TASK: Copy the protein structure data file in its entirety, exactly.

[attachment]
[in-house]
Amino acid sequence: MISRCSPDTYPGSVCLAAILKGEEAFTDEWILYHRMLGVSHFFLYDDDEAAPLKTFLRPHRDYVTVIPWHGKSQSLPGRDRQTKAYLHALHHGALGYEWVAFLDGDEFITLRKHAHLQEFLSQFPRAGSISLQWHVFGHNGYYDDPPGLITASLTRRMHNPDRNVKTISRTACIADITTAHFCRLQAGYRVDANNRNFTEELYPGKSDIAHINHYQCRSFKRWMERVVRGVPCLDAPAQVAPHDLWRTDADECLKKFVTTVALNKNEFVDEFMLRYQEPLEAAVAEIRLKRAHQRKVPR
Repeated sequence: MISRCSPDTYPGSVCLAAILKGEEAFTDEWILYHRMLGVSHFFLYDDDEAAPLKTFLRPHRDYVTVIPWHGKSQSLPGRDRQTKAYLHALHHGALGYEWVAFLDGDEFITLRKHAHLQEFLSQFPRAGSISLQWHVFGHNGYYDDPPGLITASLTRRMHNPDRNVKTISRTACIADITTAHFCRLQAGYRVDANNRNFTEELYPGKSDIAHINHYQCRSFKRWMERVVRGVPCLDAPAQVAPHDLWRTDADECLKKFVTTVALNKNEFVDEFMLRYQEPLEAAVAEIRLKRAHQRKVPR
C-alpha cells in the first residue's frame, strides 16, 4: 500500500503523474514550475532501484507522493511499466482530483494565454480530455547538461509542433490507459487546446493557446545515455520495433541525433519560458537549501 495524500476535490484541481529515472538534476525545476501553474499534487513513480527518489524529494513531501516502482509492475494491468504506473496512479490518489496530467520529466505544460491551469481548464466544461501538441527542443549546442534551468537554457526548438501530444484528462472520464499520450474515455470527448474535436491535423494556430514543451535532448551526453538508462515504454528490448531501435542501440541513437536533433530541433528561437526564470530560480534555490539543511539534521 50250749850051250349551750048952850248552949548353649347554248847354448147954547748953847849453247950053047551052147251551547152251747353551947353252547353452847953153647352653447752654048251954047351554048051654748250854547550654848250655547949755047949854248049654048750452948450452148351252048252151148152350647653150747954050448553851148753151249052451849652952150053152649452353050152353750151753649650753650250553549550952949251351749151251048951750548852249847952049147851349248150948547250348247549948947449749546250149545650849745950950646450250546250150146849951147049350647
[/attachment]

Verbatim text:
[in-house]
Amino acid sequence: MISRCSPDTYPGSVCLAAILKGEEAFTDEWILYHRMLGVSHFFLYDDDEAAPLKTFLRPHRDYVTVIPWHGKSQSLPGRDRQTKAYLHALHHGALGYEWVAFLDGDEFITLRKHAHLQEFLSQFPRAGSISLQWHVFGHNGYYDDPPGLITASLTRRMHNPDRNVKTISRTACIADITTAHFCRLQAGYRVDANNRNFTEELYPGKSDIAHINHYQCRSFKRWMERVVRGVPCLDAPAQVAPHDLWRTDADECLKKFVTTVALNKNEFVDEFMLRYQEPLEAAVAEIRLKRAHQRKVPR
Repeated sequence: MISRCSPDTYPGSVCLAAILKGEEAFTDEWILYHRMLGVSHFFLYDDDEAAPLKTFLRPHRDYVTVIPWHGKSQSLPGRDRQTKAYLHALHHGALGYEWVAFLDGDEFITLRKHAHLQEFLSQFPRAGSISLQWHVFGHNGYYDDPPGLITASLTRRMHNPDRNVKTISRTACIADITTAHFCRLQAGYRVDANNRNFTEELYPGKSDIAHINHYQCRSFKRWMERVVRGVPCLDAPAQVAPHDLWRTDADECLKKFVTTVALNKNEFVDEFMLRYQEPLEAAVAEIRLKRAHQRKVPR
C-alpha cells in the first residue's frame, strides 16, 4: 500500500503523474514550475532501484507522493511499466482530483494565454480530455547538461509542433490507459487546446493557446545515455520495433541525433519560458537549501 495524500476535490484541481529515472538534476525545476501553474499534487513513480527518489524529494513531501516502482509492475494491468504506473496512479490518489496530467520529466505544460491551469481548464466544461501538441527542443549546442534551468537554457526548438501530444484528462472520464499520450474515455470527448474535436491535423494556430514543451535532448551526453538508462515504454528490448531501435542501440541513437536533433530541433528561437526564470530560480534555490539543511539534521 50250749850051250349551750048952850248552949548353649347554248847354448147954547748953847849453247950053047551052147251551547152251747353551947353252547353452847953153647352653447752654048251954047351554048051654748250854547550654848250655547949755047949854248049654048750452948450452148351252048252151148152350647653150747954050448553851148753151249052451849652952150053152649452353050152353750151753649650753650250553549550952949251351749151251048951750548852249847952049147851349248150948547250348247549948947449749546250149545650849745950950646450250546250150146849951147049350647